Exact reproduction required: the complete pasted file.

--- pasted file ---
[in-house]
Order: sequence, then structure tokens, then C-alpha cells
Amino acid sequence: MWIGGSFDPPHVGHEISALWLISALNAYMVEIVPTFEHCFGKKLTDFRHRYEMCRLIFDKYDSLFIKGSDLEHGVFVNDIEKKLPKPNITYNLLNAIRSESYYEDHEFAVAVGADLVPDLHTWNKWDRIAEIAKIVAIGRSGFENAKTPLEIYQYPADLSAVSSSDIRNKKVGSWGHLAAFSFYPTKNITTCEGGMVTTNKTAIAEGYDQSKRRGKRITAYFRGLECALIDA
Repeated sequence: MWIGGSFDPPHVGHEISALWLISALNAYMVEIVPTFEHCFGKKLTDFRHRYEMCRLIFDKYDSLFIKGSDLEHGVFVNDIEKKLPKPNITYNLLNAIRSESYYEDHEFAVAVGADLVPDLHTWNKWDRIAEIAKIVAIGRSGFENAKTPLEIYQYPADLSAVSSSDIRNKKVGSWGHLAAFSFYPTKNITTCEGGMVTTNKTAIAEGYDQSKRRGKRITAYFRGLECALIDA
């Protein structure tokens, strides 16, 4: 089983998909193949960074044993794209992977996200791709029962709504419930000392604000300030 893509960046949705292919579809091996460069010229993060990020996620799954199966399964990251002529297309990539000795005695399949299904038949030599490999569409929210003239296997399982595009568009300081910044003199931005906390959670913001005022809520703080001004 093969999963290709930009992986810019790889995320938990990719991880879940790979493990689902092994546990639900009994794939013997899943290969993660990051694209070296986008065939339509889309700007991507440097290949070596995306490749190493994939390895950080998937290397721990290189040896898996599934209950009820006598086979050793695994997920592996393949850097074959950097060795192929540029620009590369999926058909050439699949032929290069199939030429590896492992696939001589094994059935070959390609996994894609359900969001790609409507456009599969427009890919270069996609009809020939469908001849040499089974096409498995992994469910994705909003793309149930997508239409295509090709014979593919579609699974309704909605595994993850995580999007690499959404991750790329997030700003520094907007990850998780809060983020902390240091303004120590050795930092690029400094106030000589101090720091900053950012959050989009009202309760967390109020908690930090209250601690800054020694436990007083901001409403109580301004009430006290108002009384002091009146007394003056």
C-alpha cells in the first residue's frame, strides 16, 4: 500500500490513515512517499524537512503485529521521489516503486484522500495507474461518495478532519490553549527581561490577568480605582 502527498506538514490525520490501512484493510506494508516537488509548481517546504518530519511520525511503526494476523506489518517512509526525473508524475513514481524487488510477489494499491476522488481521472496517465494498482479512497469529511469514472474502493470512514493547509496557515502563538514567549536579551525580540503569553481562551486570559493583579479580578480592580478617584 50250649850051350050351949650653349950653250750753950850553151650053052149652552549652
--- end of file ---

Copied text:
[in-house]
Order: sequence, then structure tokens, then C-alpha cells
Amino acid sequence: MWIGGSFDPPHVGHEISALWLISALNAYMVEIVPTFEHCFGKKLTDFRHRYEMCRLIFDKYDSLFIKGSDLEHGVFVNDIEKKLPKPNITYNLLNAIRSESYYEDHEFAVAVGADLVPDLHTWNKWDRIAEIAKIVAIGRSGFENAKTPLEIYQYPADLSAVSSSDIRNKKVGSWGHLAAFSFYPTKNITTCEGGMVTTNKTAIAEGYDQSKRRGKRITAYFRGLECALIDA
Repeated sequence: MWIGGSFDPPHVGHEISALWLISALNAYMVEIVPTFEHCFGKKLTDFRHRYEMCRLIFDKYDSLFIKGSDLEHGVFVNDIEKKLPKPNITYNLLNAIRSESYYEDHEFAVAVGADLVPDLHTWNKWDRIAEIAKIVAIGRSGFENAKTPLEIYQYPADLSAVSSSDIRNKKVGSWGHLAAFSFYPTKNITTCEGGMVTTNKTAIAEGYDQSKRRGKRITAYFRGLECALIDA
């Protein structure tokens, strides 16, 4: 089983998909193949960074044993794209992977996200791709029962709504419930000392604000300030 893509960046949705292919579809091996460069010229993060990020996620799954199966399964990251002529297309990539000795005695399949299904038949030599490999569409929210003239296997399982595009568009300081910044003199931005906390959670913001005022809520703080001004 093969999963290709930009992986810019790889995320938990990719991880879940790979493990689902092994546990639900009994794939013997899943290969993660990051694209070296986008065939339509889309700007991507440097290949070596995306490749190493994939390895950080998937290397721990290189040896898996599934209950009820006598086979050793695994997920592996393949850097074959950097060795192929540029620009590369999926058909050439699949032929290069199939030429590896492992696939001589094994059935070959390609996994894609359900969001790609409507456009599969427009890919270069996609009809020939469908001849040499089974096409498995992994469910994705909003793309149930997508239409295509090709014979593919579609699974309704909605595994993850995580999007690499959404991750790329997030700003520094907007990850998780809060983020902390240091303004120590050795930092690029400094106030000589101090720091900053950012959050989009009202309760967390109020908690930090209250601690800054020694436990007083901001409403109580301004009430006290108002009384002091009146007394003056």
C-alpha cells in the first residue's frame, strides 16, 4: 500500500490513515512517499524537512503485529521521489516503486484522500495507474461518495478532519490553549527581561490577568480605582 502527498506538514490525520490501512484493510506494508516537488509548481517546504518530519511520525511503526494476523506489518517512509526525473508524475513514481524487488510477489494499491476522488481521472496517465494498482479512497469529511469514472474502493470512514493547509496557515502563538514567549536579551525580540503569553481562551486570559493583579479580578480592580478617584 50250649850051350050351949650653349950653250750753950850553151650053052149652552549652